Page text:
They say do something you are afraid of, to get out of your comfort zone. I have friends who’ve gone skydiving. Another friend sold her belongings and packed up in a trailer and headed out. I’ve gone indoor rock climbing with a friend equally terrified of heights. I’ve also volunteered for Riding for the Disabled to both help kids find joy and address my love/awe-fear relationship with horses. The fear, thanks in large part to a past life, but that’s another story, another timeline.
We are a constellation of beliefs and actions we’ve picked up as sponge-kids. This has obscured our connection to our own innate, collective, and cosmic wisdom. Some have shared that this subservience to authority can in part be sourced from DNA manipulation by the Anunnaki. What is all this talk about past lives, timelines, and ET? Well, bear with me and let’s see.
There is a saying that we see the world as we are, not as it is. [source] We all have our filters, depending on our upbringing, resilience, life experiences, constitutions, for example. They shape our perception. Our nervous system also reinforces our involuntary and voluntary responses.
We can call them our blindspots. It is also the box we live inside of. The thing is, we have not yet begun to comprehend the size and nature of this box. We don’t know what we don’t know. We can however start to unpack and unravel these beliefs, by stepping out of our comfort zone.
Polyvagal Theory & Safety
According to Stephen Porges’ Polyvagal Theory, succinctly presented in Stanley Rosenberg‘s 2017 book Accessing the Healing Power of the Vagus Nerve, our autonomous nervous system has more than the two states we know of. It is not just “fight or flight” or “rest and digest.” When our nervous system is resilient and self-regulate properly, we return to the social engagement state whenever we are safe, feel safe, and are physically healthy.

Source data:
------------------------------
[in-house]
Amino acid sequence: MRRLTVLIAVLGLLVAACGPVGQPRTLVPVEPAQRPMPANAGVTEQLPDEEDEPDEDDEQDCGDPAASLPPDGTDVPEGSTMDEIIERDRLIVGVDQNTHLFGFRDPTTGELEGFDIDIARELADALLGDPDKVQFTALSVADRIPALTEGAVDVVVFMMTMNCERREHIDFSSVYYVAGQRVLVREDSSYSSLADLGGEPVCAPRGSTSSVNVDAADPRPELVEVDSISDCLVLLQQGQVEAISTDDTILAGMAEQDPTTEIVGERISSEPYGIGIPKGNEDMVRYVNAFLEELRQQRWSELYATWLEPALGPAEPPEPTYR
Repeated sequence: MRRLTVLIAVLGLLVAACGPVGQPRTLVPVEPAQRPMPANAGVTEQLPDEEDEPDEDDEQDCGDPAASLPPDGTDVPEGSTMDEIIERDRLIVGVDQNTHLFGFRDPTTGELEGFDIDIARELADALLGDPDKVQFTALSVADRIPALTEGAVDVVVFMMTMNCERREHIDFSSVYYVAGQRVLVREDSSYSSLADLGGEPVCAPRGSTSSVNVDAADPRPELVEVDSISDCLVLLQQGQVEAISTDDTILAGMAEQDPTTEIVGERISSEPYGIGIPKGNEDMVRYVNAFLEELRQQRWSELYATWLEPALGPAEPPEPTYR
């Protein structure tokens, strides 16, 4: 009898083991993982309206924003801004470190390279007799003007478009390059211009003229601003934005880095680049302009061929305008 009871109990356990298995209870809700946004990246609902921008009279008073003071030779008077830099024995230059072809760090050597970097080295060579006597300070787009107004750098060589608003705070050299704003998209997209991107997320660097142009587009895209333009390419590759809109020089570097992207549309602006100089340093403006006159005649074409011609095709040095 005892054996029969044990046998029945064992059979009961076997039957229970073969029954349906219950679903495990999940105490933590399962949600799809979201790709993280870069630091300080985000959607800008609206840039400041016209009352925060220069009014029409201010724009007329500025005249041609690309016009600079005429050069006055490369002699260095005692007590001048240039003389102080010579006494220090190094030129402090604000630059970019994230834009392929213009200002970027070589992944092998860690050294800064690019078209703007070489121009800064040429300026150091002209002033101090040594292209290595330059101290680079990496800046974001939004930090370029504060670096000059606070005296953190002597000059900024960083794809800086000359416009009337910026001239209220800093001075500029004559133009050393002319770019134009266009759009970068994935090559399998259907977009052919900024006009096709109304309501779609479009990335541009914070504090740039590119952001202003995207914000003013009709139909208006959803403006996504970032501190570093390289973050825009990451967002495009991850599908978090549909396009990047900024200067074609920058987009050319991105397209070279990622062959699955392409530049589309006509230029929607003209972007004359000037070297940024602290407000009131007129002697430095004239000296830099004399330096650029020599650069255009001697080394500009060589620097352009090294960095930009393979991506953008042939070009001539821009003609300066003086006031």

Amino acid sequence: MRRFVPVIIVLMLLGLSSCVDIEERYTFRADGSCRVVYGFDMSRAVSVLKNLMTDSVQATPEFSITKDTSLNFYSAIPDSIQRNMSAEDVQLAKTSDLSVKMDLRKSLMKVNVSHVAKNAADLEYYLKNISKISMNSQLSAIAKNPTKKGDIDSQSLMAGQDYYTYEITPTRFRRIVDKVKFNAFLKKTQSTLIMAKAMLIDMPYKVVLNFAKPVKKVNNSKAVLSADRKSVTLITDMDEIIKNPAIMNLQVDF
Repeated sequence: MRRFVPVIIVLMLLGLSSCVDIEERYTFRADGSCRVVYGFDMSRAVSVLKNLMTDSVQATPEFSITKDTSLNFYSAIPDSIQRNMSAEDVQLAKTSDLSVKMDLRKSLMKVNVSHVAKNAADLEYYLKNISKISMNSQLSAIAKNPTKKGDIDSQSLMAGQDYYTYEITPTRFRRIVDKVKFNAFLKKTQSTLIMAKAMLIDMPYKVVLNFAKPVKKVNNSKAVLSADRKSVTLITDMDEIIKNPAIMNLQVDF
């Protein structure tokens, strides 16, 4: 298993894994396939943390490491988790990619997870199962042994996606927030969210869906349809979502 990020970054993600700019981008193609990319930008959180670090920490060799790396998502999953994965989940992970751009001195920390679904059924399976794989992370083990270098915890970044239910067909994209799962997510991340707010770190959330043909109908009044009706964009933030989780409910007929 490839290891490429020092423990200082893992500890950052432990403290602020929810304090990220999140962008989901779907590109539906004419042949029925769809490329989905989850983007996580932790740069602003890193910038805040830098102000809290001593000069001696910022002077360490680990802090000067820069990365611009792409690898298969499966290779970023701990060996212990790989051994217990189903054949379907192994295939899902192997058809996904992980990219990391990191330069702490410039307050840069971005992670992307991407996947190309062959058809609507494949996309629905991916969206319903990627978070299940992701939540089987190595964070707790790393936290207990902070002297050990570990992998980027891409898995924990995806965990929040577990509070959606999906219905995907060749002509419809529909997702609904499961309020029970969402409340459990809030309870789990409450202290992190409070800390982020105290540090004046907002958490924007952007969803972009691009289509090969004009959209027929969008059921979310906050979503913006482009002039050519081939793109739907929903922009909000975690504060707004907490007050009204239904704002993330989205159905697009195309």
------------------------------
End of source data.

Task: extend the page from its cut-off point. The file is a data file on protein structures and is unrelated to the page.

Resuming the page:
As the name suggests, while in this state, we express prosocial behaviour. We are open, we bond with others, we care for ourselves and others, we engage – we experience life in positive ways. According to Stephen Porges, components of social engagement include care, compassion, and benevolence.
So perhaps a question to explore is how can we feel safe? In our bones, viscerally safe? A sense of safety is reflected in heart rate, perspiration, non verbal behaviours, and body cues. We may feel uncomfortable with another person, not always knowing why we feel what we feel. It may not be danger; it may just be that person reacting to a trigger. We are a feedback loop, and we can learn to better regulate our nervous system with someone who is, and to deeper our self-awareness.
We’ve all had experiences that have trigger our self-defence mechanism and a state of evaluation and vigilence. The survival mode is part of the evolution. How do we tone our system, to respond appropriately? There are many practices available, including Somatic Experiencing, the techniques of HeartMath®, Feldenkrais®, mindfulness, and Jin Shin Jyutsu®.
30-Day Challenge to Move Out of Your Comfort Zone
In renowned yoga teacher, author, and teacher Michael Stone’s prolific writings, I came across many helpful thoughts and practices. One in particular stood out. Perhaps because it closely reflects my own process. I’m suggesting this, allowing with a
So for the next month, I invite you to commit to the following :
- look at situations on a spectrum, rather than black and white, right and wrong, and other absolutes (from Michael Stone)
- focus on compassion for self and others and engage without sarcasm or complaints. Instead be present, practice active listening, and feeling ok with not knowing.
Doing something terrifying may trigger survival mode, contrary to how we want to feel, pitted against each other and the environment. I do agree getting out of our comfort zone can help us see our edges and inspire us to move beyond self-imposed and perceived limitations. Perhaps we can take this 30-day challenge by both feeling safe and moving out of the comfort zone to instil positive change?
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